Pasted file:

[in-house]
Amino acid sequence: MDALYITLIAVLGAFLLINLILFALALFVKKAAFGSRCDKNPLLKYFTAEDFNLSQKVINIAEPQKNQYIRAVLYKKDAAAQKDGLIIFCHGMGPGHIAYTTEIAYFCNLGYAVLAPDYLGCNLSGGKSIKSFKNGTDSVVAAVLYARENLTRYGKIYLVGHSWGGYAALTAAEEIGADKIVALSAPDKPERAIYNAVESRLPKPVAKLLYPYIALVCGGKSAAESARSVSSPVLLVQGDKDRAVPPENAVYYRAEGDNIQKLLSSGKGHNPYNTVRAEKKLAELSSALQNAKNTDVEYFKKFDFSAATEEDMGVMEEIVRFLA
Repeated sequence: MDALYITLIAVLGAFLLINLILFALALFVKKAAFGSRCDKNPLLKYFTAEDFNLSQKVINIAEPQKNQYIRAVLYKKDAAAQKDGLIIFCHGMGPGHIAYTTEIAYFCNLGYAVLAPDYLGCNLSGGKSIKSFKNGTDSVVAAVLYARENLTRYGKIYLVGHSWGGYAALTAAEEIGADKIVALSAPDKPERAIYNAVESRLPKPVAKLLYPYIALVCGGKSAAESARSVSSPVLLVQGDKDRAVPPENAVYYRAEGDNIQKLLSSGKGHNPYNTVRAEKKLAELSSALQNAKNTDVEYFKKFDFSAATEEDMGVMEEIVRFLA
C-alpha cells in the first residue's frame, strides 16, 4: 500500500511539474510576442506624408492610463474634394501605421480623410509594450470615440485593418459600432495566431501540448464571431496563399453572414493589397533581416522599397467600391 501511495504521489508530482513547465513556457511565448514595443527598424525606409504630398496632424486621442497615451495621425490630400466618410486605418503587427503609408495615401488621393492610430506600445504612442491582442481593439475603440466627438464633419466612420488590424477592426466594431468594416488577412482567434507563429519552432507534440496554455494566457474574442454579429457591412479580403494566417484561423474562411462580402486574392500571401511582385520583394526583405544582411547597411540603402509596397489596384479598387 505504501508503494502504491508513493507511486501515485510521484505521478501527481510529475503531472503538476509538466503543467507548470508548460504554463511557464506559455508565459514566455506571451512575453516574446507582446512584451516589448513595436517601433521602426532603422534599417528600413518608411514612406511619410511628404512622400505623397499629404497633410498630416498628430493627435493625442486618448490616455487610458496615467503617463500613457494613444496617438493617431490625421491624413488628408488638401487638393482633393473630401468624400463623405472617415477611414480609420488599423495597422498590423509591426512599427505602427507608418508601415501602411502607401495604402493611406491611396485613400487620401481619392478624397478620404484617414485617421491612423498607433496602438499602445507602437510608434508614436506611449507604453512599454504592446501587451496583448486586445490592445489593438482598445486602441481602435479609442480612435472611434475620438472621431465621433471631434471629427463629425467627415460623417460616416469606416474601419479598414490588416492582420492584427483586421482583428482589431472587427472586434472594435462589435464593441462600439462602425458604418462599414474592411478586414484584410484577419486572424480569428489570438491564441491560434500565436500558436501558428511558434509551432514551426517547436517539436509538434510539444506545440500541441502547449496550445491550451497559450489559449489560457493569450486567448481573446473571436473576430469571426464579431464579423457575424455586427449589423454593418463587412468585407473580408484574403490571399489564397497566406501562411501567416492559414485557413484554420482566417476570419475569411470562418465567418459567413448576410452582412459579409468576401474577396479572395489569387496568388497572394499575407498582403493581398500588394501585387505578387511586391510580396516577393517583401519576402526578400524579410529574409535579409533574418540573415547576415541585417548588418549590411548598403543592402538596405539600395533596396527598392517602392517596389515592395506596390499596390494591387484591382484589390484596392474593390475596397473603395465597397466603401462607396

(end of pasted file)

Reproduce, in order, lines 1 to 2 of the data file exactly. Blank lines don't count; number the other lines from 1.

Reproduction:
[in-house]
Amino acid sequence: MDALYITLIAVLGAFLLINLILFALALFVKKAAFGSRCDKNPLLKYFTAEDFNLSQKVINIAEPQKNQYIRAVLYKKDAAAQKDGLIIFCHGMGPGHIAYTTEIAYFCNLGYAVLAPDYLGCNLSGGKSIKSFKNGTDSVVAAVLYARENLTRYGKIYLVGHSWGGYAALTAAEEIGADKIVALSAPDKPERAIYNAVESRLPKPVAKLLYPYIALVCGGKSAAESARSVSSPVLLVQGDKDRAVPPENAVYYRAEGDNIQKLLSSGKGHNPYNTVRAEKKLAELSSALQNAKNTDVEYFKKFDFSAATEEDMGVMEEIVRFLA